An airline says it might have started flying direct from Cornwall to Barcelona, if a surcharge for departing passengers had not been introduced.
Ryanair says 100,000 fewer people will come to Cornwall
Ryanair has objected to the £5 surcharge imposed at Newquay airport by Cornwall County Council to help reduce a deficit of more than £1m a year.
The so-called airport development fee which begins on Saturday is the first to be introduced at a UK airport.
The county council said it had received no such offer.
Ryanair, which fears other UK airports will follow Newquay's example, said it had tried to persuade the county council not to bring in the surcharge.
The airline is halving the number of winter flights out of Newquay next month from two to one in protest at the surcharge and has threatened to pull out altogether.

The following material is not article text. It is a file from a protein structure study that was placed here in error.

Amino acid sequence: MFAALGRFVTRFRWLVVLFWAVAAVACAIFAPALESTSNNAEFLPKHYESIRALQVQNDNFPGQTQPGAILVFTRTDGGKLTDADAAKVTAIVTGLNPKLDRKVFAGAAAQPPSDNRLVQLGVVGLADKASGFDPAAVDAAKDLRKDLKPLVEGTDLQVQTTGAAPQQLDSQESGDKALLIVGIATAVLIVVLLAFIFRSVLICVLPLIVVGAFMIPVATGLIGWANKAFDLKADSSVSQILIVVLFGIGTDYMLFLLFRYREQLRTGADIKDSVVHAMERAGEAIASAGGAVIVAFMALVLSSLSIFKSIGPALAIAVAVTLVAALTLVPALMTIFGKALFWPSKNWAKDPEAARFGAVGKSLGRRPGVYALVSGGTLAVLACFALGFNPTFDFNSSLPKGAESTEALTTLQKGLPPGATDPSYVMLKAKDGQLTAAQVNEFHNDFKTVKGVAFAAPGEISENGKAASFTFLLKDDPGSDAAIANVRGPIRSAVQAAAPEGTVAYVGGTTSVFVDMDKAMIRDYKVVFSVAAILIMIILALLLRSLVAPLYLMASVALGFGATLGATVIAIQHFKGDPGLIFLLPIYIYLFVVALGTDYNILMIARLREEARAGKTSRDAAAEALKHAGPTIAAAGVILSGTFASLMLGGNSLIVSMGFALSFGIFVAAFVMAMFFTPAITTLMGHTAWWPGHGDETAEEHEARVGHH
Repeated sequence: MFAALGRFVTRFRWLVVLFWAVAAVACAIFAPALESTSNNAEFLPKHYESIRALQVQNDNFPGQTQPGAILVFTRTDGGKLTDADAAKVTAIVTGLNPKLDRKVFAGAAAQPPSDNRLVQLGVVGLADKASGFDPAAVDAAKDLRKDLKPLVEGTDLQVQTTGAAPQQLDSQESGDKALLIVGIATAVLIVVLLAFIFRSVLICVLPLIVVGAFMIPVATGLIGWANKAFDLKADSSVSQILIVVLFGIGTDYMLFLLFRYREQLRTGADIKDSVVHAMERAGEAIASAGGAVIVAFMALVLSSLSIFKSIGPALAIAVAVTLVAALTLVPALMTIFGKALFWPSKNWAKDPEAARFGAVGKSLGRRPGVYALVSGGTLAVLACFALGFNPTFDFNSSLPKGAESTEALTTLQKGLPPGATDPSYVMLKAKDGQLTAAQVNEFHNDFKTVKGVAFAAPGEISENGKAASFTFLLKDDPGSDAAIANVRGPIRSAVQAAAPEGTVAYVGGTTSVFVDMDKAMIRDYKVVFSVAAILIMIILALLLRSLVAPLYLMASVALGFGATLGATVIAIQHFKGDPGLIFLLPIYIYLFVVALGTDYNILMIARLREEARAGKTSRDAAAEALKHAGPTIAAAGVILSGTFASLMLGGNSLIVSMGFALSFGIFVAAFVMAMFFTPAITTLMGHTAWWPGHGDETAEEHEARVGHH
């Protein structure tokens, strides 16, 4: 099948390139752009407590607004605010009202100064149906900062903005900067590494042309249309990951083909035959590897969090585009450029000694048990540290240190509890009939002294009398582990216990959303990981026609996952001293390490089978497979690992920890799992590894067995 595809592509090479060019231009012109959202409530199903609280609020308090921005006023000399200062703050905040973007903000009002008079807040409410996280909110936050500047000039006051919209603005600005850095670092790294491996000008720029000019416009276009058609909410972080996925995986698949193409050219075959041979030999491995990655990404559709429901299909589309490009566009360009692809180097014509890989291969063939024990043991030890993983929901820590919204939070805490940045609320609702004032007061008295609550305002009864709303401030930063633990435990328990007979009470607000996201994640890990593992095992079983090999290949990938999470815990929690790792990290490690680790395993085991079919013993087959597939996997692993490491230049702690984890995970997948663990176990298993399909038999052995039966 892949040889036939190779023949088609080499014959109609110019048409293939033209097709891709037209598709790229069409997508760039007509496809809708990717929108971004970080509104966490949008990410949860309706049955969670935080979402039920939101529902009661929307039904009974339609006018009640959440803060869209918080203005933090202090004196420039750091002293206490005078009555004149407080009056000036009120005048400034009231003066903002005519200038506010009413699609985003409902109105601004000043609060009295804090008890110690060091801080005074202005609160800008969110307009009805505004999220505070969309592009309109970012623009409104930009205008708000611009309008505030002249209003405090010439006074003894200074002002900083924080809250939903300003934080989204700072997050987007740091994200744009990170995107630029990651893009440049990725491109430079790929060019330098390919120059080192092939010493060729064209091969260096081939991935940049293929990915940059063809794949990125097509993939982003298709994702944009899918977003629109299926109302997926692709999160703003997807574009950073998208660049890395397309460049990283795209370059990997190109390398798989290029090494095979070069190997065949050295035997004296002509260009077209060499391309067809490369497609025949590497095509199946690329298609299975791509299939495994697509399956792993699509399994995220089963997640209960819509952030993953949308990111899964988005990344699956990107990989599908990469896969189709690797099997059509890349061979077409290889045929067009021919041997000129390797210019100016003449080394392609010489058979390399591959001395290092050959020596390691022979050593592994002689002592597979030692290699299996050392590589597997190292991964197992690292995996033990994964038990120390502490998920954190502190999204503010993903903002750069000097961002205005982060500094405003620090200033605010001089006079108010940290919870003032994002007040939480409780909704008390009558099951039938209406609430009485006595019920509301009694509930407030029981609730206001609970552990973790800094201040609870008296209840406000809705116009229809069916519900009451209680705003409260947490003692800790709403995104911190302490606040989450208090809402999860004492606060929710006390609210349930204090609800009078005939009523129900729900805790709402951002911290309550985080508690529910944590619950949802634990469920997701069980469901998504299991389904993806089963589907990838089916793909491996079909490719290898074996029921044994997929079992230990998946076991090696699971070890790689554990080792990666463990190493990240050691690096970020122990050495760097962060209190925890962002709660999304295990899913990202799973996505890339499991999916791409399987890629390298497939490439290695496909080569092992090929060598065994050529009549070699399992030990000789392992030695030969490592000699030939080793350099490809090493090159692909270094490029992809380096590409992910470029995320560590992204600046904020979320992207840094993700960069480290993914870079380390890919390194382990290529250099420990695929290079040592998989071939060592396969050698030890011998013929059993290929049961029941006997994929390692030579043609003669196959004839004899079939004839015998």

Deputy CEO Michael Cawley told BBC News the firm had promised new routes, including Newquay-Barcelona and possibly a route to Italy.
He said that more passengers would have meant more revenue, but the surcharge will mean fewer passengers.
Newquay passengers will pay the surcharge at new ticket machines
He said: "We would have gone from Newquay directly to continental Europe.
"We've been working with the county council and our suggestion was to increase the number of passengers.
"The airport costs will be there whether they have a million passengers or none."
Andrew Mitchell, the county councillor who chairs the committee responsible for Newquay airport, said he had not heard of any such offer from Ryanair, despite having conversations with Ryanair bosses.
Engineers at Newquay are carrying out final checks for the introduction of the surcharge.